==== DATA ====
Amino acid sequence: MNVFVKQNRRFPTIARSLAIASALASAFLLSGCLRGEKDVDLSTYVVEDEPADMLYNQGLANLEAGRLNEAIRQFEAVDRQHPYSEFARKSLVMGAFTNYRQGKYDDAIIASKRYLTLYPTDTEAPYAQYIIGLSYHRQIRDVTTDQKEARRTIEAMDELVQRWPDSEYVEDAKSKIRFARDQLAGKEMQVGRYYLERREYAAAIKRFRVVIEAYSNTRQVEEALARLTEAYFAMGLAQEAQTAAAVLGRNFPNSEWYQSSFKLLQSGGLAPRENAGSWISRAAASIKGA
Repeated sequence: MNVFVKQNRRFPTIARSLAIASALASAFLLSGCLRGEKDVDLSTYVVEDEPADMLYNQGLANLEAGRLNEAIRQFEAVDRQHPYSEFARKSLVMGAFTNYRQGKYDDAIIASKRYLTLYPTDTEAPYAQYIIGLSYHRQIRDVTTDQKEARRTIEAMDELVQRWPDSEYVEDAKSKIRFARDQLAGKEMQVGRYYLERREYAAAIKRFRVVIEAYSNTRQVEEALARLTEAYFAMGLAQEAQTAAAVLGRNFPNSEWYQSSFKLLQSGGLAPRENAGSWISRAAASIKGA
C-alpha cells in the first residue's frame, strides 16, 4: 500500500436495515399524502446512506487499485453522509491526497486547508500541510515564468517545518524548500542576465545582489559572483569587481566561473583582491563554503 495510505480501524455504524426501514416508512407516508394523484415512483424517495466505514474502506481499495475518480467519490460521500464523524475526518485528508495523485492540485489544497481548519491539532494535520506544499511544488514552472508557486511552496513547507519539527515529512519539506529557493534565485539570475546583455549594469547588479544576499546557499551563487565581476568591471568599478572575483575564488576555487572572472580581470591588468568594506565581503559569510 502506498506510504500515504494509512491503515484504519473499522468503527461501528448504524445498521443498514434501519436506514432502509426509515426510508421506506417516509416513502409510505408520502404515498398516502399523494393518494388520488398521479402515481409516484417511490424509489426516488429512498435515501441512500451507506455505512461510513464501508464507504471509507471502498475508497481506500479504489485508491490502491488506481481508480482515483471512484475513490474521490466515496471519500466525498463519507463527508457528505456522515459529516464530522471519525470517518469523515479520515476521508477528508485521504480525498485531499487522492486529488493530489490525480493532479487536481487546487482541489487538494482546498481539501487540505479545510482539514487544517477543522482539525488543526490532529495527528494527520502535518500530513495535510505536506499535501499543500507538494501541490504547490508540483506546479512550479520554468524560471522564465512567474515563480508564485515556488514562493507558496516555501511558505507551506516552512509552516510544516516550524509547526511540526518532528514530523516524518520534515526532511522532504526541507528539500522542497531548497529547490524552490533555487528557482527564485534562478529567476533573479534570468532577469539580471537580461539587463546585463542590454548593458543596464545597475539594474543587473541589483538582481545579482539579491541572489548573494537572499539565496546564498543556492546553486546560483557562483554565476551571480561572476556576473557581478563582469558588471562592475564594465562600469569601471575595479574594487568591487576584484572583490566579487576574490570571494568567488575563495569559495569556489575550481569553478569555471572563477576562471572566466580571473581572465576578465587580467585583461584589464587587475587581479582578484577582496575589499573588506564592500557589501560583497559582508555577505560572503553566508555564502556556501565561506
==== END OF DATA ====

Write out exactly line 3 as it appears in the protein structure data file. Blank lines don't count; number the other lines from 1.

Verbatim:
C-alpha cells in the first residue's frame, strides 16, 4: 500500500436495515399524502446512506487499485453522509491526497486547508500541510515564468517545518524548500542576465545582489559572483569587481566561473583582491563554503 495510505480501524455504524426501514416508512407516508394523484415512483424517495466505514474502506481499495475518480467519490460521500464523524475526518485528508495523485492540485489544497481548519491539532494535520506544499511544488514552472508557486511552496513547507519539527515529512519539506529557493534565485539570475546583455549594469547588479544576499546557499551563487565581476568591471568599478572575483575564488576555487572572472580581470591588468568594506565581503559569510 502506498506510504500515504494509512491503515484504519473499522468503527461501528448504524445498521443498514434501519436506514432502509426509515426510508421506506417516509416513502409510505408520502404515498398516502399523494393518494388520488398521479402515481409516484417511490424509489426516488429512498435515501441512500451507506455505512461510513464501508464507504471509507471502498475508497481506500479504489485508491490502491488506481481508480482515483471512484475513490474521490466515496471519500466525498463519507463527508457528505456522515459529516464530522471519525470517518469523515479520515476521508477528508485521504480525498485531499487522492486529488493530489490525480493532479487536481487546487482541489487538494482546498481539501487540505479545510482539514487544517477543522482539525488543526490532529495527528494527520502535518500530513495535510505536506499535501499543500507538494501541490504547490508540483506546479512550479520554468524560471522564465512567474515563480508564485515556488514562493507558496516555501511558505507551506516552512509552516510544516516550524509547526511540526518532528514530523516524518520534515526532511522532504526541507528539500522542497531548497529547490524552490533555487528557482527564485534562478529567476533573479534570468532577469539580471537580461539587463546585463542590454548593458543596464545597475539594474543587473541589483538582481545579482539579491541572489548573494537572499539565496546564498543556492546553486546560483557562483554565476551571480561572476556576473557581478563582469558588471562592475564594465562600469569601471575595479574594487568591487576584484572583490566579487576574490570571494568567488575563495569559495569556489575550481569553478569555471572563477576562471572566466580571473581572465576578465587580467585583461584589464587587475587581479582578484577582496575589499573588506564592500557589501560583497559582508555577505560572503553566508555564502556556501565561506